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Five Things Every Leader Must Do
:: September 29, 2010

Five Things Every Leader Must Do

William D. Stinnett, Ph.D.

Every business is unique. Every leader is different. Every organizational culture is the only one of its kind. All true. But there are also some universals:

  • Organizations are systems of relationships. They work or don’t work to the degree that the relationships work (or don’t work). This doesn’t mean that everyone has to like everyone else. That is not an achievable goal. It does mean that the leader must be committed to developing adult working relationships among all employees.
  • You are a leader only if someone follows you. You can’t “appoint” someone to be a “leader.” There are many long lists of what makes a good leader. But you lead only when another person makes a choice to follow you. Their perception of you is very important whether that should be the case or not. It is.
  • Organizations where people collaborate are more productive than those who don’t. More work gets done when people work together. Even in the most hierarchical organizations, teamwork is essential.
  • People have an enormous capacity to resist change when they feel threatened. When people feel the balance of power is tipped too far against them, they fight back by withholding information, using their discretionary effort to undermine their boss, subtly sabotage the organization’s goals, etc.

Despite the mythology that, “People are just that way,” or “People never change,” there are several actions that leaders must take to make their organization effective. Often, people behave in ways that are highly predictable given the circumstances in which they are working. Leaders can change the circumstances and often greatly change the behaviors of team members. To do that, the leader must learn these skills.

  • Tell the truth. Good news or bad news. Just say it. Most team members are adults and appreciate knowing where they stand. Nothing promotes fear and anxiety more than uncertainty. Don’t be stingy with information.
  • Listen. Hear people out. Show them that you understand their point of view. Don’t second-guess, interrogate, jump to conclusions, etc. You don’t have to agree with everything that they say but it is important to understand. Listening is not something you are born with. It is a skill that must be learned and most leaders are not very good at it.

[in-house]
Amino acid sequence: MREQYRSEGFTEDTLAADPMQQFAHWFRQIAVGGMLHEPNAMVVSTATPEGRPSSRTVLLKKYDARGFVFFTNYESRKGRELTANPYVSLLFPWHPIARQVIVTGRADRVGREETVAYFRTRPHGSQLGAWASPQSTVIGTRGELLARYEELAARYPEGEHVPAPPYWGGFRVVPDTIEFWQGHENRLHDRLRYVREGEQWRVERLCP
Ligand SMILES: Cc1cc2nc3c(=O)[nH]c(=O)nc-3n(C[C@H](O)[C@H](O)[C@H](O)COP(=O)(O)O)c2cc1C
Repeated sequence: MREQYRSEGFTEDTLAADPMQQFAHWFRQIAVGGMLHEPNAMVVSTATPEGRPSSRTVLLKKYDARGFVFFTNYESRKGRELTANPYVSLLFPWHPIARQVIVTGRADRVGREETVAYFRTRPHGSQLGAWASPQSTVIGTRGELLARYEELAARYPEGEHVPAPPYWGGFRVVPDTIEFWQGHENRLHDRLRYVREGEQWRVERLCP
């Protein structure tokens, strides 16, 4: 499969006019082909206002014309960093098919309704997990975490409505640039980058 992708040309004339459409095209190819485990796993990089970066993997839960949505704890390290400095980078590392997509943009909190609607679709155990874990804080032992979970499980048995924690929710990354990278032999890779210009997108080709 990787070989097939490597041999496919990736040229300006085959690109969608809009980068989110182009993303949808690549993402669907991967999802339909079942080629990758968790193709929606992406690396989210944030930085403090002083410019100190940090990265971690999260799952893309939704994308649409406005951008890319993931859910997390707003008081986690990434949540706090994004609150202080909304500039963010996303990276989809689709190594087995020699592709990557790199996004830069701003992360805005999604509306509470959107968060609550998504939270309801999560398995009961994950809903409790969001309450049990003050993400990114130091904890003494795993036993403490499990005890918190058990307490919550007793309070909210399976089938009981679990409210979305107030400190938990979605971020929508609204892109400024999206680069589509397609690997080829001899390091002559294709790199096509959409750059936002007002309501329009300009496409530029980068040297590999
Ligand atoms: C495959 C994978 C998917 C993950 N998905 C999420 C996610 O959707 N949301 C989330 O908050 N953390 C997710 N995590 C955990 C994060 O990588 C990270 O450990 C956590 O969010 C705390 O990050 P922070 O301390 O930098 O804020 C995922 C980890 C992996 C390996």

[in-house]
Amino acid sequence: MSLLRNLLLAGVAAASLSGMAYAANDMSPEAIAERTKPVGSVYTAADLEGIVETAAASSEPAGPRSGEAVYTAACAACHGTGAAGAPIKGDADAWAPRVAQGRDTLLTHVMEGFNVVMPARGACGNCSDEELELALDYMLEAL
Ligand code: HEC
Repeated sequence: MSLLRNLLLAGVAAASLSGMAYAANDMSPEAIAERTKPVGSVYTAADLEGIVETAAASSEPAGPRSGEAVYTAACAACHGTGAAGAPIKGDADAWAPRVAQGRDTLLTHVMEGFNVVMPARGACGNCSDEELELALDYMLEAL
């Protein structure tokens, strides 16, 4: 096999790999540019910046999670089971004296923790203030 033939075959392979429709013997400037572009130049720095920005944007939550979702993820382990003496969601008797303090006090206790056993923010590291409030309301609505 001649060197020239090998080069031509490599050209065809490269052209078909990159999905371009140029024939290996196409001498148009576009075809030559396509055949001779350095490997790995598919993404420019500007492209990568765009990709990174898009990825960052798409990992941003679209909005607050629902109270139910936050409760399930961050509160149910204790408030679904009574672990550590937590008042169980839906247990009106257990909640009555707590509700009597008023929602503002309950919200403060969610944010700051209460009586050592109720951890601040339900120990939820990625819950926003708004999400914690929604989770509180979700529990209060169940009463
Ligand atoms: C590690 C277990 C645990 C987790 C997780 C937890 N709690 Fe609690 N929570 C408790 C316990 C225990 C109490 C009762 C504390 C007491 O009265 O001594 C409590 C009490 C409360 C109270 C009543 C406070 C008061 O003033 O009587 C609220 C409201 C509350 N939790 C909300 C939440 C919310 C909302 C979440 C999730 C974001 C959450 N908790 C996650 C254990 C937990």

• Hold people accountable. When a team member’s performance is good, say so. When there is a problem, tell them. Avoid assigning blame, name-calling, judgments and the like but be straight with people about how their behavior impacts the objectives of the team. Even if it is initially uncomfortable, people appreciate knowing where they stand and having an opportunity to correct errors or improve their performance.
  • Resolve conflicts. Don’t let disputes linger. Ineffective leaders avoid difficult problems and conflicts. Commit to an environment in which conflict is seen as normal and resolvable. Most conflicts can be resolved in a win/win if the leader knows how and addresses it soon enough.
  • Build teams. You’ve heard it before! Organizations are more effective when people work together than when everyone is out for him/herself. Yet some managers persist in setting people against one another with the misguided idea that they will be more creative or motivated if they are competing with one another. There is little mystery to team building. There is a set of steps that any leader can take that will lead to effective employee teams who are committed to helping the organization meet its goals.

Every organization has its unique requirements: mastery of the technology, proper marketing of the product, competent financial stewardship, and so forth. But, none of those things alone will assure the organization’s success. Every leader has the responsibility to build an organizational culture that will sustain it through good and bad times. He or she must learn and practice the five essential skills.


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